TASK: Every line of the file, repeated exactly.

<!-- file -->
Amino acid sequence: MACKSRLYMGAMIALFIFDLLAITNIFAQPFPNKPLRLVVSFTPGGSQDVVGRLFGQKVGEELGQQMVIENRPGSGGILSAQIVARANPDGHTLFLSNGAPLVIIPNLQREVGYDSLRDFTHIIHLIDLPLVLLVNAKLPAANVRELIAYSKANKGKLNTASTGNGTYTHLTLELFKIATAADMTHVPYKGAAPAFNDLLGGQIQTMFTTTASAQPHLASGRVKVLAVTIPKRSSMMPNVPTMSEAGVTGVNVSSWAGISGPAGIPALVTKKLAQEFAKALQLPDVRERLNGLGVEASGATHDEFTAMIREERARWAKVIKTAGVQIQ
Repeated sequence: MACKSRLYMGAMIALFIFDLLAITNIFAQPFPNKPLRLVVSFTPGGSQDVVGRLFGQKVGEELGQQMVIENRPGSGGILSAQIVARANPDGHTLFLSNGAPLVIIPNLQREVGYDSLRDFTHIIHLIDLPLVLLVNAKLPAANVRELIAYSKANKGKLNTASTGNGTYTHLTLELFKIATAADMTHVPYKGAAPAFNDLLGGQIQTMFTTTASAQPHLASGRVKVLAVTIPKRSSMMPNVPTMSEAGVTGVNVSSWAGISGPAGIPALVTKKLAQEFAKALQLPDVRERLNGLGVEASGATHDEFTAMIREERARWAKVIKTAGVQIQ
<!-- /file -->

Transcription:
Amino acid sequence: MACKSRLYMGAMIALFIFDLLAITNIFAQPFPNKPLRLVVSFTPGGSQDVVGRLFGQKVGEELGQQMVIENRPGSGGILSAQIVARANPDGHTLFLSNGAPLVIIPNLQREVGYDSLRDFTHIIHLIDLPLVLLVNAKLPAANVRELIAYSKANKGKLNTASTGNGTYTHLTLELFKIATAADMTHVPYKGAAPAFNDLLGGQIQTMFTTTASAQPHLASGRVKVLAVTIPKRSSMMPNVPTMSEAGVTGVNVSSWAGISGPAGIPALVTKKLAQEFAKALQLPDVRERLNGLGVEASGATHDEFTAMIREERARWAKVIKTAGVQIQ
Repeated sequence: MACKSRLYMGAMIALFIFDLLAITNIFAQPFPNKPLRLVVSFTPGGSQDVVGRLFGQKVGEELGQQMVIENRPGSGGILSAQIVARANPDGHTLFLSNGAPLVIIPNLQREVGYDSLRDFTHIIHLIDLPLVLLVNAKLPAANVRELIAYSKANKGKLNTASTGNGTYTHLTLELFKIATAADMTHVPYKGAAPAFNDLLGGQIQTMFTTTASAQPHLASGRVKVLAVTIPKRSSMMPNVPTMSEAGVTGVNVSSWAGISGPAGIPALVTKKLAQEFAKALQLPDVRERLNGLGVEASGATHDEFTAMIREERARWAKVIKTAGVQIQ